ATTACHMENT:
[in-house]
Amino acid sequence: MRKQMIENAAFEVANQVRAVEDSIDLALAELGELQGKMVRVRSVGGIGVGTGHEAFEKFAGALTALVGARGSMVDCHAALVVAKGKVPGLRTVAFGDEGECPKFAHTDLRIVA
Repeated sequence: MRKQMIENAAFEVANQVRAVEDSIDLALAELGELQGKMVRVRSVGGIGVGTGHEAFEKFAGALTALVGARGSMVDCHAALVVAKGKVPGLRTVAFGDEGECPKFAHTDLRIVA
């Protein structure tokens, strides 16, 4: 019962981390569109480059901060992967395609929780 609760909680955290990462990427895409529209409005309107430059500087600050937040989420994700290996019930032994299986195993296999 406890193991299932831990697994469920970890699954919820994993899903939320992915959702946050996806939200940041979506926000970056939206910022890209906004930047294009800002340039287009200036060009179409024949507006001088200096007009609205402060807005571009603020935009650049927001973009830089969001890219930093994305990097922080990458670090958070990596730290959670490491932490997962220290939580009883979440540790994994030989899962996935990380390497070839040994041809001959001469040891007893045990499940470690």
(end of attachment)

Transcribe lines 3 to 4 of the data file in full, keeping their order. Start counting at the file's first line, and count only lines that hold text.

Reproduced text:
Repeated sequence: MRKQMIENAAFEVANQVRAVEDSIDLALAELGELQGKMVRVRSVGGIGVGTGHEAFEKFAGALTALVGARGSMVDCHAALVVAKGKVPGLRTVAFGDEGECPKFAHTDLRIVA
């Protein structure tokens, strides 16, 4: 019962981390569109480059901060992967395609929780 609760909680955290990462990427895409529209409005309107430059500087600050937040989420994700290996019930032994299986195993296999 406890193991299932831990697994469920970890699954919820994993899903939320992915959702946050996806939200940041979506926000970056939206910022890209906004930047294009800002340039287009200036060009179409024949507006001088200096007009609205402060807005571009603020935009650049927001973009830089969001890219930093994305990097922080990458670090958070990596730290959670490491932490997962220290939580009883979440540790994994030989899962996935990380390497070839040994041809001959001469040891007893045990499940470690």